Open Angle Glaucoma

Glaucoma refers to the optic nerve damage that is caused by a significant rise in intraocular pressure. The raised intraocular pressure is caused by a blockage in aqueous humour trying to escape the eye. There are two types of glaucoma: open-angle and closed-angle.

Basic Anatomy and Physiology

The vitreous chamber of the eye is filled with vitreous humour.

The anterior chamber between the cornea and the iris and the posterior chamber between the lens and the iris are filled with aqueous humour that supplies nutrients to the cornea.

The aqueous humour is produced by the ciliary bodyThe aqueous humour flows from the ciliary body, around the lens and under the iris, through the anterior chamber, through the trabecular meshwork and into the canal of Schlemm. From the canal of Schlemm it eventually enters the general circulation.

The normal intraocular pressure is 10-21 mmHg. This pressure is created by the resistance to flow through the trabecular meshwork into the canal of Schlemm.


In open-angle glaucoma, there is a gradual increase in resistance through the trabecular meshwork. This makes it more difficult for aqueous humour to flow through the meshwork and exit the eye. Therefore the pressure slowly builds within the eye and this gives a slow and chronic onset of glaucoma.

In acute angle-closure glaucoma, the iris bulges forward and seals off the trabecular meshwork from the anterior chamber preventing aqueous humour from being able to drain away. This leads to a continual build-up of pressure. This is an ophthalmology emergency.

Increased pressure in the eye causes cupping of the optic disc. In the centre of a normal optic disc is the optic cup. This is a small indent in the optic disc. It is usually less than half the size of the optic disc. When there is raised intraocular pressure, this indent becomes larger as the pressure in the eye puts pressure on that indent making it wider and deeper. This is called “cupping”. An optic cup greater than 0.5 the size of the optic disc is abnormal.

Risk Factors

  • Increasing age
  • Family history
  • Black ethnic origin
  • Nearsightedness (myopia)


Presentation of Open-Angle Glaucoma

Often the rise in intraocular pressure is asymptomatic for a long period of time. It is diagnosed by routine screening when attending optometry for an eye check.

Glaucoma affects peripheral vision first. Gradually the peripheral vision closes in until they experience tunnel vision.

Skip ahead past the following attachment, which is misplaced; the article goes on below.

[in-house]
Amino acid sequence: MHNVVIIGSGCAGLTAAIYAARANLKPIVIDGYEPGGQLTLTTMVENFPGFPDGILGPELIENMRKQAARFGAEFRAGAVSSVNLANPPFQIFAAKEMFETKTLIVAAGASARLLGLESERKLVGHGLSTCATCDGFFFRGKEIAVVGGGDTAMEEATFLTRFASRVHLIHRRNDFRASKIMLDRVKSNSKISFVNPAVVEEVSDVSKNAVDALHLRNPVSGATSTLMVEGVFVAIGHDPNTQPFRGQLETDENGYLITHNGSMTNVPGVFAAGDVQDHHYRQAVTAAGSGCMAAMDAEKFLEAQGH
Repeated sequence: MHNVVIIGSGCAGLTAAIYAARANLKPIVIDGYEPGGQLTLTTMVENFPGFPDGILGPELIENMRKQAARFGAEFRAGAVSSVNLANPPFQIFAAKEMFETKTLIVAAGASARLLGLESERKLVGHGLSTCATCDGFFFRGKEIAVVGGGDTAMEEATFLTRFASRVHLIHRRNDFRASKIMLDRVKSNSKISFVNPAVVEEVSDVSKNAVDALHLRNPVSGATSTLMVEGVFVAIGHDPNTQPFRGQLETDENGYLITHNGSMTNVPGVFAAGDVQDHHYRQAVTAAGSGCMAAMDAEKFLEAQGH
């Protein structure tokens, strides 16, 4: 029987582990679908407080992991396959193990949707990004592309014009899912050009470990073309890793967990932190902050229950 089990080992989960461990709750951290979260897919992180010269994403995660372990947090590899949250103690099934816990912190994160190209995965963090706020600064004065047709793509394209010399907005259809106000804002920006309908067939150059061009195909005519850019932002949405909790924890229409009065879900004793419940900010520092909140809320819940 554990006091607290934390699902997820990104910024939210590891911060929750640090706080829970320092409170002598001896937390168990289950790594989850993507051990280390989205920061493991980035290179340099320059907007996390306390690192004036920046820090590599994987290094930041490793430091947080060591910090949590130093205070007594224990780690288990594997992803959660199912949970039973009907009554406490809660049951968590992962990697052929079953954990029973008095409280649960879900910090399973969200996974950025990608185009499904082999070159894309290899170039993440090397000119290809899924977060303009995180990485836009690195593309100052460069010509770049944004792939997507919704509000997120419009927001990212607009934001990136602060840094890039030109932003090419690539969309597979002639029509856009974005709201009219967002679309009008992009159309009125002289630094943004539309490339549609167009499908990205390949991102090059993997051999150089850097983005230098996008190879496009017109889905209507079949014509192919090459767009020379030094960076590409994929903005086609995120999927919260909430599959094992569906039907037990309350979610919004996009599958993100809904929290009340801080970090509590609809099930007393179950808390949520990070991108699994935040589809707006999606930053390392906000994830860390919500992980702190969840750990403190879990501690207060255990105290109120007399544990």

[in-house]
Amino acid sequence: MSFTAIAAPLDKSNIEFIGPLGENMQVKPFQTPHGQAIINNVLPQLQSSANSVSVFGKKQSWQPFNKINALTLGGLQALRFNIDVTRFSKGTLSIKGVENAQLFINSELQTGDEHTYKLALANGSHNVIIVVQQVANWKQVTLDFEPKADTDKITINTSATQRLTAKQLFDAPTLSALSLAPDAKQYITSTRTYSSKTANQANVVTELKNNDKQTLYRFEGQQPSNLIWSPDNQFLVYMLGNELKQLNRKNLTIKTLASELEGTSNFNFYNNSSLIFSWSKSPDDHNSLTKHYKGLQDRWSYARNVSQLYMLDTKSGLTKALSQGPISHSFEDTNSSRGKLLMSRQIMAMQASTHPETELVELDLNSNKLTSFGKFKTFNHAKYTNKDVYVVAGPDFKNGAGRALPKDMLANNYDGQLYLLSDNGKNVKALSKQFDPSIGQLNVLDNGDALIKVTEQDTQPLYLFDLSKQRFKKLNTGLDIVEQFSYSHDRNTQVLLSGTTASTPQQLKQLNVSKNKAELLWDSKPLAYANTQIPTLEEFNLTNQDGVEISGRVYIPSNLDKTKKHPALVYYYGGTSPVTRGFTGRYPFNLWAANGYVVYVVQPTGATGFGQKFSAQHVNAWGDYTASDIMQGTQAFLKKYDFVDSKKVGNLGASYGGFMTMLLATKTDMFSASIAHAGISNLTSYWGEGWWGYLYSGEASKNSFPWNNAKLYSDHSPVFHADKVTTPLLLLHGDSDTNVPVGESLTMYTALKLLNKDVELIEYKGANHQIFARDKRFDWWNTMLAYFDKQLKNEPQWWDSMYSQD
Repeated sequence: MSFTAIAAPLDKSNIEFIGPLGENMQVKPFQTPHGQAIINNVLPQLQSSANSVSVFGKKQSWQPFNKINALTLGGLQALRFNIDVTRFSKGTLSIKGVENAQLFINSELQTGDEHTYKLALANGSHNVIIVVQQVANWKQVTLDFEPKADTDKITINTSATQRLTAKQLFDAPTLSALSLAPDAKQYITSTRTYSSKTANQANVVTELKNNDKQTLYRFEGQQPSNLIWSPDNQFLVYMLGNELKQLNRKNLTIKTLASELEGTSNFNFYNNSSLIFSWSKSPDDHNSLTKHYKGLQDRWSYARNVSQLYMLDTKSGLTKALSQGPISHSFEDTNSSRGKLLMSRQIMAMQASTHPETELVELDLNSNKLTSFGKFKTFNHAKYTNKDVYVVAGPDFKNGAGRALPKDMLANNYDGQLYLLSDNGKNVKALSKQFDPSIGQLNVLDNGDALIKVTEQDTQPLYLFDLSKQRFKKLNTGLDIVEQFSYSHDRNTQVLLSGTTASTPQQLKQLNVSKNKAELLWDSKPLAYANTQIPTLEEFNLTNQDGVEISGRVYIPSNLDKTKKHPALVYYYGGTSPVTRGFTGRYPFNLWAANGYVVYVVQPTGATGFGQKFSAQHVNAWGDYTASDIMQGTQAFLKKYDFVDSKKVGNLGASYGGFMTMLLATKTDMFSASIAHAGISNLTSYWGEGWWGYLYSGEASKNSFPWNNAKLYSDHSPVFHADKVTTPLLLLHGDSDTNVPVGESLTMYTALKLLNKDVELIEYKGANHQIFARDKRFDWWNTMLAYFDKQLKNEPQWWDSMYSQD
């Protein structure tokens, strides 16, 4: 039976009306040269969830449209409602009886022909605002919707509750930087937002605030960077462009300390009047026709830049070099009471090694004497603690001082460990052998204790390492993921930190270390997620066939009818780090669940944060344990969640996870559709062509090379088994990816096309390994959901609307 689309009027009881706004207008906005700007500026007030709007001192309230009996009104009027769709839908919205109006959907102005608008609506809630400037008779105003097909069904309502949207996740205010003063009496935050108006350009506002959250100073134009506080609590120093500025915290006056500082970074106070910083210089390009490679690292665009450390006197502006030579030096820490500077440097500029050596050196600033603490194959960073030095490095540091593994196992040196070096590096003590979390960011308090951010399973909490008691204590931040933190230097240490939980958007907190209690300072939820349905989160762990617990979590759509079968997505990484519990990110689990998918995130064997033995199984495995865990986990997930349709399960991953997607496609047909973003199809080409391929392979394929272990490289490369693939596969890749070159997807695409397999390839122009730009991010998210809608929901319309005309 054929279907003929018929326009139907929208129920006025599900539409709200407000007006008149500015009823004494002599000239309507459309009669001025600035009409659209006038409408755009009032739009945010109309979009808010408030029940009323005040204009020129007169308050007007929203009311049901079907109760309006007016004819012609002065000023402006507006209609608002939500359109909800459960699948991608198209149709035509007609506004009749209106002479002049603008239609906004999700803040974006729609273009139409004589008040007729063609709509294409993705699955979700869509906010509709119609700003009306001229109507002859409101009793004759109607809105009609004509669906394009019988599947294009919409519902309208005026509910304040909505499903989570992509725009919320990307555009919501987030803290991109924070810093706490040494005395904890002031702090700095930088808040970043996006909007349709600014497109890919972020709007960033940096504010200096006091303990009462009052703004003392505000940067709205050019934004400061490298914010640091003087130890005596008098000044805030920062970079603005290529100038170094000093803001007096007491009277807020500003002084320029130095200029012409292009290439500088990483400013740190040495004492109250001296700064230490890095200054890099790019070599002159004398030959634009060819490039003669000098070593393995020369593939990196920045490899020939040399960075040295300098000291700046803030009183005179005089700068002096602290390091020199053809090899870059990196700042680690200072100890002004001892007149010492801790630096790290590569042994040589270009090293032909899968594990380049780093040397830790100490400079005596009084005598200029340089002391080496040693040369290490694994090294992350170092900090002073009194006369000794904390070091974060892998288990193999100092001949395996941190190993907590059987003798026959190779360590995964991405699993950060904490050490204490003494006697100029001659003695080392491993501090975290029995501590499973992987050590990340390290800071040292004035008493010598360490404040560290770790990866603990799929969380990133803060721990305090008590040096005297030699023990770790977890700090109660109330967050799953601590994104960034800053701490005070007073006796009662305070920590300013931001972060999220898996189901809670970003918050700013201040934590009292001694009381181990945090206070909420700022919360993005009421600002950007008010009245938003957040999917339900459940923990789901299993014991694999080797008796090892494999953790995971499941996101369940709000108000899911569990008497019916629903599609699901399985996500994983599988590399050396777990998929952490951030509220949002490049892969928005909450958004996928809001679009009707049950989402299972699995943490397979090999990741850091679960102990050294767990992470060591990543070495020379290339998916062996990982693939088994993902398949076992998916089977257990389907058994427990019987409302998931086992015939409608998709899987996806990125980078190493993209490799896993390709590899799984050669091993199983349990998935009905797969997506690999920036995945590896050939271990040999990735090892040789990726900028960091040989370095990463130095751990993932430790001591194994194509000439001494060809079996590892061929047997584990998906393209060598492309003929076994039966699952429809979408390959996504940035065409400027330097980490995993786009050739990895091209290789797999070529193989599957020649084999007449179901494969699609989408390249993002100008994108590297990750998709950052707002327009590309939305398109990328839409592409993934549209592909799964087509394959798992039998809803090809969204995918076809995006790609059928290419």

It can present with gradual onset of fluctuating pain, headaches, blurred vision and halos appearing around lights, particularly at night time.


Measuring Intraocular Pressure

Non-contact tonometry is the commonly used machine for estimating intraocular pressure by opticians. It involves shooting a “puff of air” at the cornea and measuring the corneal response to that air. It is less accurate but gives a helpful estimate for general screening purposes.

Goldmann applanation tonometry is the gold standard way to measure intraocular pressure. This involves a special device mounted on a slip lamp that makes contact with the cornea and applies different pressures to the front of the cornea to get an accurate measurement of what the intraocular pressure is.



Goldmann applanation tonometry can be used to check the intraocular pressure.

Fundoscopy assessment to check for optic disc cupping and optic nerve health.

Visual field assessment to check for peripheral vision loss.


Management of Open-Angle Glaucoma

Management of glaucoma aims to reduce the intraocular pressure. Treatment is usually started at an intraocular pressure of 24 mmHg or above. Patients are followed up closely to assess the response to treatment.

Prostaglandin analogue eye drops (e.g. latanoprost) are first line. These increase uveoscleral outflow. Notable side effects are eyelash growth, eyelid pigmentation and iris pigmentation (browning).

Other options:

  • Beta-blockers (e.g. timolol) reduce the production of aqueous humour
  • Carbonic anhydrase inhibitors (e.g. dorzolamide) reduce the production of aqueous humour
  • Sympathomimetics (e.g. brimonidine) reduce the production of aqueous fluid and increase uveoscleral outflow


Trabeculectomy surgery may be required where eye drops are ineffective. This involves creating a new channel from the anterior chamber, through the sclera to a location under the conjunctiva. It causes a “bleb” under the conjunctiva where the aqueous humour drains. It is then reabsorbed from this bleb into the general circulation.

Last updated April 2019
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